Chapter 12. .NET Core, Linux, and Containers

Microservices are the latest rage (or fad, depending on your view), and they go hand in hand with Linux containers. Realizing that a VM is overkill for running one microservice, Linux containers fit the bill perfectly. Small, quick to create, and highly portable, containers are here to stay.

Although .NET is new to the Linux world, it is already a viable choice for creating container-based microservices. Where the old .NET required large swaths of disk space and memory, the new, more modular and lightweight version means that using a container is a valid choice. For example, the difference between a RHEL image and a RHEL image with .NET is only 140 MB. Clearly, this is not your father’s .NET.

Creating a container image using the Red Hat image as a base involves a few tricks. This is because the image supplied by Red Hat is intended for use with their OpenShift container platform.

Associated source code

The source code used was created in Chapter 5.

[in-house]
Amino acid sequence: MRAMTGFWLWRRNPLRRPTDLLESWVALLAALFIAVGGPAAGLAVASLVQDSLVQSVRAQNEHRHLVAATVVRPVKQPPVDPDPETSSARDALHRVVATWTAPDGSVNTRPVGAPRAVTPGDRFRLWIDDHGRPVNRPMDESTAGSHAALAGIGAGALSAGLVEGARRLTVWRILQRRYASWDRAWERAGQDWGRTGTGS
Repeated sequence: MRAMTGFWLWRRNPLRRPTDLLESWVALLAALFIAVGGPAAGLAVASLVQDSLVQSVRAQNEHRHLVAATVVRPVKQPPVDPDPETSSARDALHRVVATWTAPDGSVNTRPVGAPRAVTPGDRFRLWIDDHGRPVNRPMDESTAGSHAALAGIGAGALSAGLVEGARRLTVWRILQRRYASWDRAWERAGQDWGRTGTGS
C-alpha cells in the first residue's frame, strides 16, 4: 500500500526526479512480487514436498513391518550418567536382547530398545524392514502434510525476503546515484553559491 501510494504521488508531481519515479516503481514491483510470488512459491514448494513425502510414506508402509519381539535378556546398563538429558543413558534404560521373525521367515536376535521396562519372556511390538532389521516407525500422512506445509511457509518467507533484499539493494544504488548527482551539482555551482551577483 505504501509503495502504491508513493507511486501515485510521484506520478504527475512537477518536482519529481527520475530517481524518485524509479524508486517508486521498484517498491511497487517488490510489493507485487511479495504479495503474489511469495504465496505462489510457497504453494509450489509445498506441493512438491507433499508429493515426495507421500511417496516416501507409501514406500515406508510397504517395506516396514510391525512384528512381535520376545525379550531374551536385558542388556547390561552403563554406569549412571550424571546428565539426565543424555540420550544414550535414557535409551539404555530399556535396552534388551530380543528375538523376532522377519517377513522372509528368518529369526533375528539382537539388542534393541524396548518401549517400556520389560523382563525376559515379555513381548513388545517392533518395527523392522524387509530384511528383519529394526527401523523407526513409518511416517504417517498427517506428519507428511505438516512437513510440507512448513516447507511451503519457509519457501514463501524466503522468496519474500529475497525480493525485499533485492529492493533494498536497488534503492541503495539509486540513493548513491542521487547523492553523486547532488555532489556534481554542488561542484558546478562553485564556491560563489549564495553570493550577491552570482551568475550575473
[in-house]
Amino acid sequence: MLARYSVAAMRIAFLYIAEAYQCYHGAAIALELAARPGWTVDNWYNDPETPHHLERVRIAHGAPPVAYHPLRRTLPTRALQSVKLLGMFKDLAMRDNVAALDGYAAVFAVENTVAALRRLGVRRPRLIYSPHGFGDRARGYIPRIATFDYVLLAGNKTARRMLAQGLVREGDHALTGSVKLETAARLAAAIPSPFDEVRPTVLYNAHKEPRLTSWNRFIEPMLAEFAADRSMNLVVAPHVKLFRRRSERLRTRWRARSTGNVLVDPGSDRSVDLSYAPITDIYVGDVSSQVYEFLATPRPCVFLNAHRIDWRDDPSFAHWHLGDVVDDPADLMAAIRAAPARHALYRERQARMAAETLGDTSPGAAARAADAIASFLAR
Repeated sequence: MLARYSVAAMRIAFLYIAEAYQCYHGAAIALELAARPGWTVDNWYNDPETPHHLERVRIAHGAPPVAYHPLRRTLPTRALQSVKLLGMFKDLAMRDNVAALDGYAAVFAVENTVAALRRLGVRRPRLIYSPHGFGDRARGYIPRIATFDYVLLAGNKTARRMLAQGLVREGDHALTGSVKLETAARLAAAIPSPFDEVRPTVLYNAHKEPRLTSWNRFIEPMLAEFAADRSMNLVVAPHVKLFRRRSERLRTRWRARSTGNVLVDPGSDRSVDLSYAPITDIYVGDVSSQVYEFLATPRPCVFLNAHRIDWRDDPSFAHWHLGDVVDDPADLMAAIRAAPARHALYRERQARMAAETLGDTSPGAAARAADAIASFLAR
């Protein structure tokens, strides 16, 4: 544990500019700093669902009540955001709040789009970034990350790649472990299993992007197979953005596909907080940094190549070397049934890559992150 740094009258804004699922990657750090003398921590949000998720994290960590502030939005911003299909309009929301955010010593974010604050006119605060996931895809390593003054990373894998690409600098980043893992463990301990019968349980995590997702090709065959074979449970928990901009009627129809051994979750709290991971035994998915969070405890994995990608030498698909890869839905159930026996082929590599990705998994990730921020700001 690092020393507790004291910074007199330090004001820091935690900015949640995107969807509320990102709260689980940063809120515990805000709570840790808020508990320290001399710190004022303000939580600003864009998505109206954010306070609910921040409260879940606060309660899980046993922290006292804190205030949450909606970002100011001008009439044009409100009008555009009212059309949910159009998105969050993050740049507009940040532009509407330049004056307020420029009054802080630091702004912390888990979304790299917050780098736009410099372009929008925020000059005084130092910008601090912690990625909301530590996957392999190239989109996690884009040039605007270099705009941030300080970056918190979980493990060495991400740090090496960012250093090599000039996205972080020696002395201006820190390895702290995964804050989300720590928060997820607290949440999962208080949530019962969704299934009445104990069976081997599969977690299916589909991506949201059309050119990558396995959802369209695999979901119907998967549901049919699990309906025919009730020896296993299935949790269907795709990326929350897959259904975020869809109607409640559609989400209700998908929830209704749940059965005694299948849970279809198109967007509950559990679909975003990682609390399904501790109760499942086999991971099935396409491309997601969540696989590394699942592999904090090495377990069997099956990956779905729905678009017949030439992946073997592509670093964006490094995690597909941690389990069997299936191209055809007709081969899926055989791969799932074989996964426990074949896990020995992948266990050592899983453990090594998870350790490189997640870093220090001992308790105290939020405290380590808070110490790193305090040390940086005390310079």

Building the Image

For now, let’s see how to build an image that we can use outside of OpenShift. We’ll start by creating a new .NET project in a new directory:

mkdir mvc_docker
cd mvc_docker
dotnet new -t web

Remember to change the Program.cs class to use the proper URL:

With the basic MVC application built, it’s time to construct the image. Note that for this example you will need to have your VM registered with the Red Hat subscription manager. This is because when ...

Get Transitioning to .NET Core on Red Hat Enterprise Linux now with the O’Reilly learning platform.

O’Reilly members experience live online training, plus books, videos, and digital content from nearly 200 publishers.